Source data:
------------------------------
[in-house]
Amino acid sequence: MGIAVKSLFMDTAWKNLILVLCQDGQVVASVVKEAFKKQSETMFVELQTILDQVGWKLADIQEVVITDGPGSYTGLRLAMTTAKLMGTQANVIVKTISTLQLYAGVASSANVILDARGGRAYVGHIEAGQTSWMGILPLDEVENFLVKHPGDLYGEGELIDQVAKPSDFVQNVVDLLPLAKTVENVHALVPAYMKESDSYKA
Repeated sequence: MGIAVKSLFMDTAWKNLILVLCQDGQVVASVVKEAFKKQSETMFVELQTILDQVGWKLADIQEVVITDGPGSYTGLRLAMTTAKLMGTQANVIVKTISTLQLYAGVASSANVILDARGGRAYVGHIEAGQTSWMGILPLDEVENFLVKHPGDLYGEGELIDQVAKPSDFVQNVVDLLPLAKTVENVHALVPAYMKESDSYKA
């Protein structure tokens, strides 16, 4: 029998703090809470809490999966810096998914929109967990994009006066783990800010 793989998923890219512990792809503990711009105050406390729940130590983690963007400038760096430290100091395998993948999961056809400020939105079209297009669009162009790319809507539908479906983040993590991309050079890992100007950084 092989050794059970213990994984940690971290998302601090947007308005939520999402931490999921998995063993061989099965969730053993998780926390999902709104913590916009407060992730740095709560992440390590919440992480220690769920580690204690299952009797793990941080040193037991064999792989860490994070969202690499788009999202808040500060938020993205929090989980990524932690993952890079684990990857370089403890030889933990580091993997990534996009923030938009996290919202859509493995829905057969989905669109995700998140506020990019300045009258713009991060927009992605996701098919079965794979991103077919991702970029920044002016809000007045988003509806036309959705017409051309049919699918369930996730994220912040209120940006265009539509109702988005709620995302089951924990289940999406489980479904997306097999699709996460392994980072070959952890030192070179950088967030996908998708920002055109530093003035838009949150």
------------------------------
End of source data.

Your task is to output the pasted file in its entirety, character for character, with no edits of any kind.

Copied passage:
[in-house]
Amino acid sequence: MGIAVKSLFMDTAWKNLILVLCQDGQVVASVVKEAFKKQSETMFVELQTILDQVGWKLADIQEVVITDGPGSYTGLRLAMTTAKLMGTQANVIVKTISTLQLYAGVASSANVILDARGGRAYVGHIEAGQTSWMGILPLDEVENFLVKHPGDLYGEGELIDQVAKPSDFVQNVVDLLPLAKTVENVHALVPAYMKESDSYKA
Repeated sequence: MGIAVKSLFMDTAWKNLILVLCQDGQVVASVVKEAFKKQSETMFVELQTILDQVGWKLADIQEVVITDGPGSYTGLRLAMTTAKLMGTQANVIVKTISTLQLYAGVASSANVILDARGGRAYVGHIEAGQTSWMGILPLDEVENFLVKHPGDLYGEGELIDQVAKPSDFVQNVVDLLPLAKTVENVHALVPAYMKESDSYKA
């Protein structure tokens, strides 16, 4: 029998703090809470809490999966810096998914929109967990994009006066783990800010 793989998923890219512990792809503990711009105050406390729940130590983690963007400038760096430290100091395998993948999961056809400020939105079209297009669009162009790319809507539908479906983040993590991309050079890992100007950084 092989050794059970213990994984940690971290998302601090947007308005939520999402931490999921998995063993061989099965969730053993998780926390999902709104913590916009407060992730740095709560992440390590919440992480220690769920580690204690299952009797793990941080040193037991064999792989860490994070969202690499788009999202808040500060938020993205929090989980990524932690993952890079684990990857370089403890030889933990580091993997990534996009923030938009996290919202859509493995829905057969989905669109995700998140506020990019300045009258713009991060927009992605996701098919079965794979991103077919991702970029920044002016809000007045988003509806036309959705017409051309049919699918369930996730994220912040209120940006265009539509109702988005709620995302089951924990289940999406489980479904997306097999699709996460392994980072070959952890030192070179950088967030996908998708920002055109530093003035838009949150």